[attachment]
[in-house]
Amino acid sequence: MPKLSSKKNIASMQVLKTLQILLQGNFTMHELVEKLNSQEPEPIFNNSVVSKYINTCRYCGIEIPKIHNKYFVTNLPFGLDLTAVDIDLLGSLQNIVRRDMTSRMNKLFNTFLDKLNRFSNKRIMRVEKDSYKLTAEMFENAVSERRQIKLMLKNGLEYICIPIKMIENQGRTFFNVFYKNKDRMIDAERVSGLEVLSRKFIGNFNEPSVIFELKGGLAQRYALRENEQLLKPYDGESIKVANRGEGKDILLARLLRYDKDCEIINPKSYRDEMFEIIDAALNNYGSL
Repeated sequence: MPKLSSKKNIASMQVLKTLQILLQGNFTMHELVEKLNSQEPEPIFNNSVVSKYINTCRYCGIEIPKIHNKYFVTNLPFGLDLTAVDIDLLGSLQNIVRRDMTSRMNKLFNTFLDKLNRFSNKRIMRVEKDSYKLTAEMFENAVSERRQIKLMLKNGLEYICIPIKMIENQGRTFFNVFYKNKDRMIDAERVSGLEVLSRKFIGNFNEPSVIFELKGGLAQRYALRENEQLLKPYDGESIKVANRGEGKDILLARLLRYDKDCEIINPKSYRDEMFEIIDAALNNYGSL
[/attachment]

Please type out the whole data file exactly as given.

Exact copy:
[in-house]
Amino acid sequence: MPKLSSKKNIASMQVLKTLQILLQGNFTMHELVEKLNSQEPEPIFNNSVVSKYINTCRYCGIEIPKIHNKYFVTNLPFGLDLTAVDIDLLGSLQNIVRRDMTSRMNKLFNTFLDKLNRFSNKRIMRVEKDSYKLTAEMFENAVSERRQIKLMLKNGLEYICIPIKMIENQGRTFFNVFYKNKDRMIDAERVSGLEVLSRKFIGNFNEPSVIFELKGGLAQRYALRENEQLLKPYDGESIKVANRGEGKDILLARLLRYDKDCEIINPKSYRDEMFEIIDAALNNYGSL
Repeated sequence: MPKLSSKKNIASMQVLKTLQILLQGNFTMHELVEKLNSQEPEPIFNNSVVSKYINTCRYCGIEIPKIHNKYFVTNLPFGLDLTAVDIDLLGSLQNIVRRDMTSRMNKLFNTFLDKLNRFSNKRIMRVEKDSYKLTAEMFENAVSERRQIKLMLKNGLEYICIPIKMIENQGRTFFNVFYKNKDRMIDAERVSGLEVLSRKFIGNFNEPSVIFELKGGLAQRYALRENEQLLKPYDGESIKVANRGEGKDILLARLLRYDKDCEIINPKSYRDEMFEIIDAALNNYGSL